The Laws of Disruption: Harnessing the New Laws of Disruption that Govern Life and Business in the Digital Age


October 13, 2009


Larry Downes


Stanford Law: Center for Internet and Society, Fellow


Digital technology is ubiquitous; we click through licensing agreements without reading them, post music files, and add phone applications. Are these uses legal? Moral? Most people aren’t sure, and that is because social, political and economic systems—like the law—change slowly, but technology changes in the blink of an eye. Users are left in the gap between the speed of innovation and the sluggishness of social change. Let’s look at that gap, and examine the business and social implications of the laws of disruption as they relate to the problems of oversight, strategy and the internet. In the gap created by the Law of Disruption gold opportunities await those who move quickly.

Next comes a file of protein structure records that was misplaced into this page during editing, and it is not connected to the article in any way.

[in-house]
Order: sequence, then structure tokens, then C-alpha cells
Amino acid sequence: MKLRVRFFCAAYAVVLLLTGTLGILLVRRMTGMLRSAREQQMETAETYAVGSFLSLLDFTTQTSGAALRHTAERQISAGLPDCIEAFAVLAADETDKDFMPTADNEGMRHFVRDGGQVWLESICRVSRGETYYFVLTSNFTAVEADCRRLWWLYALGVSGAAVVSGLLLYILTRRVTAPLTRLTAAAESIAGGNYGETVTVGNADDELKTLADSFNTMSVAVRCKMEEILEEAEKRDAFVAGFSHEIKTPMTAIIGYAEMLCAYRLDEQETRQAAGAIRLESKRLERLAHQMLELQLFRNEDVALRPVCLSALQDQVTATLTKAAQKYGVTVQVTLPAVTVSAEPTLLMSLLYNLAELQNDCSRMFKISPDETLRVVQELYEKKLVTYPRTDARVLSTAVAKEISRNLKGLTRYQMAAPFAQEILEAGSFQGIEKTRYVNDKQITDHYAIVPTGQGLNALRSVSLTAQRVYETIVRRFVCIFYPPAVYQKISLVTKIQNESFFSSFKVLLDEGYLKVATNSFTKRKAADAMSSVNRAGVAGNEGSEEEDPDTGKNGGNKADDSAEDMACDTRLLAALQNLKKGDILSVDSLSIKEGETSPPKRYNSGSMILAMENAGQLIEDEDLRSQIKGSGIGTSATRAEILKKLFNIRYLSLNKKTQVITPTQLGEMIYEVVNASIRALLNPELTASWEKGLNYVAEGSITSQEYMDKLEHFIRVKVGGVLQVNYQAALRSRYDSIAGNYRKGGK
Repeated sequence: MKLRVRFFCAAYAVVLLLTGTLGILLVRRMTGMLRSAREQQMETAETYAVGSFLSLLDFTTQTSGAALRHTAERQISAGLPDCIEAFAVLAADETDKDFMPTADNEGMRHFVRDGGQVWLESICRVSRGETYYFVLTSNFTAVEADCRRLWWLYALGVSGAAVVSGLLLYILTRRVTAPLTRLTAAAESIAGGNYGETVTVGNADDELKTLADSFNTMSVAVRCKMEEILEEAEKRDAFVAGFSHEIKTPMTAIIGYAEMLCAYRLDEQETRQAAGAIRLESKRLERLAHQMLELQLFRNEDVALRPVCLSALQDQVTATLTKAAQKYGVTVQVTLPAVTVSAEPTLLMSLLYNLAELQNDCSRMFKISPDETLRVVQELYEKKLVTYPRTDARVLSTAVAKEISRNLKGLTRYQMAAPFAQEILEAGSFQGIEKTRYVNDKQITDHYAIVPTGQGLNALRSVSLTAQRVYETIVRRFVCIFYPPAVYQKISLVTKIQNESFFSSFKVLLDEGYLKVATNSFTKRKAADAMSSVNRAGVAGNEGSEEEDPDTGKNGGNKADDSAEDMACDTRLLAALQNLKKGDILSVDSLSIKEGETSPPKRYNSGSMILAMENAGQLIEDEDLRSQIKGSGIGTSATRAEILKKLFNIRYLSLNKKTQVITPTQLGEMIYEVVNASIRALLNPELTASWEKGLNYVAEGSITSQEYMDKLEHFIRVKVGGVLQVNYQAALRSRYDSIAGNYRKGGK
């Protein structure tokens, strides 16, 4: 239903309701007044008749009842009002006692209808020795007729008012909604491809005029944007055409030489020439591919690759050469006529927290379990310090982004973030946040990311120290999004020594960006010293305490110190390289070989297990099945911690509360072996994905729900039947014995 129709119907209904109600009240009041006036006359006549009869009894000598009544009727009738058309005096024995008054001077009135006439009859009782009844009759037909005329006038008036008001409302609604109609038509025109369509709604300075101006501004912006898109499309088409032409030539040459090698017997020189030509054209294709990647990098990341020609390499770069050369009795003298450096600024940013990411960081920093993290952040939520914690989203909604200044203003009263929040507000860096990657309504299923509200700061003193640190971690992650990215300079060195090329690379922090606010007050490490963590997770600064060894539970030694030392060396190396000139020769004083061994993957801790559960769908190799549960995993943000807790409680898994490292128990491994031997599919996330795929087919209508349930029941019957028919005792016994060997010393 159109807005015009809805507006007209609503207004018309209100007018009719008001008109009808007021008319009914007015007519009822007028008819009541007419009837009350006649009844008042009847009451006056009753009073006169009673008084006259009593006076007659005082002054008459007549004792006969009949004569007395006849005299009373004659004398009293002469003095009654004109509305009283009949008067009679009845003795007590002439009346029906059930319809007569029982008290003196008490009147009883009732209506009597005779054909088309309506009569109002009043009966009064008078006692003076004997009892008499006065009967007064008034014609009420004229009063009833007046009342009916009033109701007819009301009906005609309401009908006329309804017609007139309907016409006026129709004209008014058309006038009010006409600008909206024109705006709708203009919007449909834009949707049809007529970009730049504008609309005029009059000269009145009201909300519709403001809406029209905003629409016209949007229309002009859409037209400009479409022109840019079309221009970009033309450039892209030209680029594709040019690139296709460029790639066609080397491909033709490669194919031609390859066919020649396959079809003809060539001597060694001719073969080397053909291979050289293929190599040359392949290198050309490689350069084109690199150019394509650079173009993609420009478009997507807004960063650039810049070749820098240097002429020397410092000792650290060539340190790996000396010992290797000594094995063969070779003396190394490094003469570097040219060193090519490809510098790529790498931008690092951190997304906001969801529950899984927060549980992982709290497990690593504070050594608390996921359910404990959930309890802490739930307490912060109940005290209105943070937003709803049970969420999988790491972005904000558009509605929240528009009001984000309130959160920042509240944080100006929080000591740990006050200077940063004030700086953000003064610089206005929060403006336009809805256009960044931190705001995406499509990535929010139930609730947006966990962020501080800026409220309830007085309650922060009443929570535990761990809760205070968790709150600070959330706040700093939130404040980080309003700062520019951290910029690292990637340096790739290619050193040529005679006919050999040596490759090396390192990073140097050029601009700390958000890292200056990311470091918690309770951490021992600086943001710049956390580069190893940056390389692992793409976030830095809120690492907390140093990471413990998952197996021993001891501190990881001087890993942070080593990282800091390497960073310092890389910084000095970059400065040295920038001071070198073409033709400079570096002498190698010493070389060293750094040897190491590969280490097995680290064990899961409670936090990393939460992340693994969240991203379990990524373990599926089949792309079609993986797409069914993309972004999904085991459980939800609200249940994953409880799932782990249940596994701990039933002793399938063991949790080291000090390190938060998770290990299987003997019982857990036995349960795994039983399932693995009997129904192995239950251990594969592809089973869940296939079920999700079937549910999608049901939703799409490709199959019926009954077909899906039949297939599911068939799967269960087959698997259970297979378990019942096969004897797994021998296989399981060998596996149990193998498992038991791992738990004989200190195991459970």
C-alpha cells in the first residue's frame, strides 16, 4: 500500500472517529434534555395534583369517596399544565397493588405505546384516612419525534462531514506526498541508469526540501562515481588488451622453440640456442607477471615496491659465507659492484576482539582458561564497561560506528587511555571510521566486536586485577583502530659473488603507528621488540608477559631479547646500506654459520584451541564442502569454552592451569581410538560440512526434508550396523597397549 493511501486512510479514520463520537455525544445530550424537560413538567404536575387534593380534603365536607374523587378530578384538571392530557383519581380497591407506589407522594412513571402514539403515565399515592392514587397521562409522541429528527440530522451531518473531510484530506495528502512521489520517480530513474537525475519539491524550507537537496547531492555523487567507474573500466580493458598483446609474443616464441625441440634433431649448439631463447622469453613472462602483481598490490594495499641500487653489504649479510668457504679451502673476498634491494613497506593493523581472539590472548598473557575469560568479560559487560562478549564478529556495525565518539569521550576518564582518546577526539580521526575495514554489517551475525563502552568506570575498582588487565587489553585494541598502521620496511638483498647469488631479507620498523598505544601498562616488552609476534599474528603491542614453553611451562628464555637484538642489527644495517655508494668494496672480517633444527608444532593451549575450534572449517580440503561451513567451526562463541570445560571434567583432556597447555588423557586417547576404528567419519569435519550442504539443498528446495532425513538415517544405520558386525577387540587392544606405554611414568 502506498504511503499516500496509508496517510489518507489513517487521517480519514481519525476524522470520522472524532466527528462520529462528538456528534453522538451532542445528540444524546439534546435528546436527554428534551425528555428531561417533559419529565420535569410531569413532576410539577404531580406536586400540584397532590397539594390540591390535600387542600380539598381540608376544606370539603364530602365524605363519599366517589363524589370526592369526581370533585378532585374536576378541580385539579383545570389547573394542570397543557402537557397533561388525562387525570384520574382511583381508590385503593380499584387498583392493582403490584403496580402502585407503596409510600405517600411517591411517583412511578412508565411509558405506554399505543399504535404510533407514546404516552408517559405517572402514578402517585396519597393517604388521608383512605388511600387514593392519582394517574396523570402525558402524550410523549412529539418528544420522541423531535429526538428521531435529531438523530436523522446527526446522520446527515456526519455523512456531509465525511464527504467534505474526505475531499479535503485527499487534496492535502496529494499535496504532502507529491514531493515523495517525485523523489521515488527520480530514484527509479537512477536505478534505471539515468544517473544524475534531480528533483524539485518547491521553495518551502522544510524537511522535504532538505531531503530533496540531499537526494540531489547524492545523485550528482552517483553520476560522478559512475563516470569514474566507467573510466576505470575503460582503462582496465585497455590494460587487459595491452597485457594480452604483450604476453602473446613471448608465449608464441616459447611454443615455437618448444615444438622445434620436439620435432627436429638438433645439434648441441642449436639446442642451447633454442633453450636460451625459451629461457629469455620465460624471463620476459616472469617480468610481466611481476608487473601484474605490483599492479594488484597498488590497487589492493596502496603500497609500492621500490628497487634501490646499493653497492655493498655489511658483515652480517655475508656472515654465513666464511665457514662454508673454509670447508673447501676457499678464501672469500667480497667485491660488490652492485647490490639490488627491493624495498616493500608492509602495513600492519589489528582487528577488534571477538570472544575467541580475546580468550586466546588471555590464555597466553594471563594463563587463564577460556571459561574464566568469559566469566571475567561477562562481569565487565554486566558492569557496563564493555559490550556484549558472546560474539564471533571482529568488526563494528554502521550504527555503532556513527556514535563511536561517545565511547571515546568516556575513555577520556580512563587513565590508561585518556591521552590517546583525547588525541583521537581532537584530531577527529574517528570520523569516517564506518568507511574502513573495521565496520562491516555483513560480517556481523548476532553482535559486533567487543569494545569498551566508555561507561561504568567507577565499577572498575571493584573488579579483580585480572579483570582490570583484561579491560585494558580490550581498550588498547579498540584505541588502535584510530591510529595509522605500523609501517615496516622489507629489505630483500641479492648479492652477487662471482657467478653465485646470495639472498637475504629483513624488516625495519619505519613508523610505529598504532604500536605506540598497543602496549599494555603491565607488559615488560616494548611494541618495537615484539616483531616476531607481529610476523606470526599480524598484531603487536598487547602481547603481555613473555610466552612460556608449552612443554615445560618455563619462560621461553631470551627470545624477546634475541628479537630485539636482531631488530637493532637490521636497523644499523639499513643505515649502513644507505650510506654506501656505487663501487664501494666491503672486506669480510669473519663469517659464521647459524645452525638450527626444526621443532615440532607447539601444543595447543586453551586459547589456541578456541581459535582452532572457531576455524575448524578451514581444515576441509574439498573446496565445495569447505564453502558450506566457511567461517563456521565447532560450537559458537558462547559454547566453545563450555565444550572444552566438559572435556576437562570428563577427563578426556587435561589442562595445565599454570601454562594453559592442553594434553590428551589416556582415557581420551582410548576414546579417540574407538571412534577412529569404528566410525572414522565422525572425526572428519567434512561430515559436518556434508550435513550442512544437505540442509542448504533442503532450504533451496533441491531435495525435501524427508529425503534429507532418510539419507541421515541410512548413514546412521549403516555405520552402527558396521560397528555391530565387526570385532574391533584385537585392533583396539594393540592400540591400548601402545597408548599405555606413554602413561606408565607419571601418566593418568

Larry Downes

Larry Downes is the author of the bestselling Unleashing the Killer App and a noted expert on information technology, strategy and law. He is partner in the Bell-Mason group and a nonresident fellow at the Stanford Law School Center for Internet & Society. He has written for a variety of publications including the Harvard Business Review and USA Today.